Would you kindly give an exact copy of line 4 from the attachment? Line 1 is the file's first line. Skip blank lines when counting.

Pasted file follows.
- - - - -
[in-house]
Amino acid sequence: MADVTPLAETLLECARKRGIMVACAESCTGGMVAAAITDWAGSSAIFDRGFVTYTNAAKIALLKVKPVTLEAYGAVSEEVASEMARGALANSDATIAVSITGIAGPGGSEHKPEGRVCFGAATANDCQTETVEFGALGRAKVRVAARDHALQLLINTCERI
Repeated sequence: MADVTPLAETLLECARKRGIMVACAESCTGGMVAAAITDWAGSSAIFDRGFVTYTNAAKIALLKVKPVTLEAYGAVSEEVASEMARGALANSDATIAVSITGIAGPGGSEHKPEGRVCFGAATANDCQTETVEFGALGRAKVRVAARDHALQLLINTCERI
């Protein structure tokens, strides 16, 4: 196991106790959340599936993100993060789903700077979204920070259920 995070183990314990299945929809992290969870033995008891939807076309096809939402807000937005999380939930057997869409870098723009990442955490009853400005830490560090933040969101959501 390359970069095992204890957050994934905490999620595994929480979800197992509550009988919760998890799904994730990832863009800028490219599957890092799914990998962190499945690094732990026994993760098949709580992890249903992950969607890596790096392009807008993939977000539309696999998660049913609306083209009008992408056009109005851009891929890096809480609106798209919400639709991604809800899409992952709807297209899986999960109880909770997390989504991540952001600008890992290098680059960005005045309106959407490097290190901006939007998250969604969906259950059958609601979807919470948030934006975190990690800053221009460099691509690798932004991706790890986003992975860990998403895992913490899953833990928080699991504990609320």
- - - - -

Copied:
């Protein structure tokens, strides 16, 4: 196991106790959340599936993100993060789903700077979204920070259920 995070183990314990299945929809992290969870033995008891939807076309096809939402807000937005999380939930057997869409870098723009990442955490009853400005830490560090933040969101959501 390359970069095992204890957050994934905490999620595994929480979800197992509550009988919760998890799904994730990832863009800028490219599957890092799914990998962190499945690094732990026994993760098949709580992890249903992950969607890596790096392009807008993939977000539309696999998660049913609306083209009008992408056009109005851009891929890096809480609106798209919400639709991604809800899409992952709807297209899986999960109880909770997390989504991540952001600008890992290098680059960005005045309106959407490097290190901006939007998250969604969906259950059958609601979807919470948030934006975190990690800053221009460099691509690798932004991706790890986003992975860990998403895992913490899953833990928080699991504990609320």